When “m.” is Not an Option

Over the past year at Notre Dame, we’ve really started to embrace and experiment with offering a mobile experience for a number of the projects that have made their way through our offices. There are a couple of obstacles that make this process difficult.

  1. A separate “m.” address is not an option
  2. Creating and testing mobile styles is rarely part of the project budget

This has led to some commonly used shortcuts that have allowed us to, at the very least, provide a serviceable mobile experience with very little effort.

The basic mobile stylesheet

At the very least, you should set up a ‘handheld’ stylesheet.

<link href="/stylesheets/mobile.css" media="handheld" rel="stylesheet" type="text/css" />

A number of things to keep in mind.

  • Keep your images under control by using width/max-width.
  • Use display:none liberally for content that is of little or no use to your mobile visitors.
  • Your mobile site doesn’t need all the pretty of the non-mobile version. If you include a lot of images, you’re going to end up with frustrated users.

Now, how do you test this? If you have a WAP enabled phone, you’re all set. I don’t. I have, however, found that Opera’s small screen view will give you a fairly accurate reading on your sites mobile friendliness. All you need to do is select “View > Small Screen”. MobiForge also has a guide to mobile emulators that you may find handy.

Targeting the iPhone/iPod Touch (or Webkit)

Here’s where the fun starts.

<link rel="apple-touch-icon" href="/images/iphone.png" />
<meta name="viewport" content="width=device-width" />
<link href="/stylesheets/iphone.css" media="only screen and (max-device-width: 480px)" rel="stylesheet" type="text/css" />

At this point, you can go one of two routes:

  1. Over-ride your existing screen stylesheet to make everything look nice on the iPhone, or
  2. Use javascript to eliminate your screen stylesheets and start fresh.

I highly advise you go with the latter. Here’s why.

For any sizable site that has a lot of complex css, you’ll find you’re spending way too much time tracking down which element in your screen stylesheet is blowing-out the width of your iPhone display. It’s much easier to start from scratch, and simply borrow from main css. Remember, we’re going for speed here. This isn’t in the budget.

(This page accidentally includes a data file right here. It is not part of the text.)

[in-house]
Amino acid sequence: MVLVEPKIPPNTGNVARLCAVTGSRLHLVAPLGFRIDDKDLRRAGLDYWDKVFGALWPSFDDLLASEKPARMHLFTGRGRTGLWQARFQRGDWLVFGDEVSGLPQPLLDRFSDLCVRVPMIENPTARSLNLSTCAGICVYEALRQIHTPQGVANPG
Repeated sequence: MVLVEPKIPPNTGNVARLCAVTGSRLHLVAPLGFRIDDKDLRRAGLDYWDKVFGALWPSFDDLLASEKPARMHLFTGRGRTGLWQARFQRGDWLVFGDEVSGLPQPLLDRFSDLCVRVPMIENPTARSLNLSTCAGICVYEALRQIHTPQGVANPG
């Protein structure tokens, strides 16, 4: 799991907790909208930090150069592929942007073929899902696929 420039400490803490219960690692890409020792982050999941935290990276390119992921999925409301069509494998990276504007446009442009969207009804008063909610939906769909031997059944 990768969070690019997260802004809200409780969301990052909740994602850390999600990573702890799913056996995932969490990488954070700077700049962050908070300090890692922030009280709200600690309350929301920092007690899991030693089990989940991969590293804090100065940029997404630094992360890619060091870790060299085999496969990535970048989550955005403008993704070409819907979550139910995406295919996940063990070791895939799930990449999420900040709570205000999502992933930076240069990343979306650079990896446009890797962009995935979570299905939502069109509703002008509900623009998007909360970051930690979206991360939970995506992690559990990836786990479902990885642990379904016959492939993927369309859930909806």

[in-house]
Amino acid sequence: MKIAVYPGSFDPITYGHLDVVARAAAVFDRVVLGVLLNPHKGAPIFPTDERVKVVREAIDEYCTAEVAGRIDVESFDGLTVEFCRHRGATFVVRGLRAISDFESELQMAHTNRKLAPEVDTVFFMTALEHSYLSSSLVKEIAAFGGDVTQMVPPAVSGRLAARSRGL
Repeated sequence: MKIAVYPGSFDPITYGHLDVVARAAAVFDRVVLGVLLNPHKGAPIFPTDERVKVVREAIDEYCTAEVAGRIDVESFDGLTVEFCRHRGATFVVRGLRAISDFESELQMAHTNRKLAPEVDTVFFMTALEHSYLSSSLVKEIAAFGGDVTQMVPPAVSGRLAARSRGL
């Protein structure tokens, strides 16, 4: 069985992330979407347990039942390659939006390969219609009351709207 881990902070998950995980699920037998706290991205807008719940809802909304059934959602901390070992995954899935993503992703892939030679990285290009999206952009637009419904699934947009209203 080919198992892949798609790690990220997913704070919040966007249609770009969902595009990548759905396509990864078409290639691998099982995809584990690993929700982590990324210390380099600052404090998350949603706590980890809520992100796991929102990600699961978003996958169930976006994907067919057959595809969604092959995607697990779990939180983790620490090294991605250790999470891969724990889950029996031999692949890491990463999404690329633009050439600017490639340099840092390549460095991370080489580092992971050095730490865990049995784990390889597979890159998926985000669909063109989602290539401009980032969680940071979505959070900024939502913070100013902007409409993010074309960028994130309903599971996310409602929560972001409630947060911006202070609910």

Here’s how:

if((navigator.userAgent.match(/iPhone/i)) || (navigator.userAgent.match(/iPod/i))) {
  for (var i=0; i<document.styleSheets.length; i++) {
    if (document.styleSheets[i].href != null && document.styleSheets[i].href.lastIndexOf("iphone") == -1) {
      document.styleSheets[i].disabled = true;
    }
  }
  window.scrollTo(0,1);
}

This simply loops through your stylesheets and disables all but your iphone.css. If you want to target additional webkit browsers, then you need to add them to the if statement:

if(
  (navigator.userAgent.match(/iPhone/i)) || 
  (navigator.userAgent.match(/iPod/i)) || 
  (navigator.userAgent.match(/Android/i)) || 
  (navigator.userAgent.match(/webOS/i))
) {

One of recent side project sites, on which I was able to spend time with the iPhone css was Game Day. Currently the iPhone/iPod account for 4% of the sites total traffic. The next mobile platform is Blackberry coming in at 0.26%. So yes, spend some time on your iphone.css. If you don’t have an iPhone or iPod to test on, download the latest iPhone SDK from Apple (membership to the developer connection is free). It includes an iPhone emulator that will work just as well for testing.

One of the great things about playing with custom styles for the iPhone is you get to play with all those fancy new Webkit and CSS3 features you can’t use in your day-to-day sites. So go ahead, you now have permission to experiment with gradients, drop shadows, RGBA, etc. Now if only we could serve up these sites as html5.

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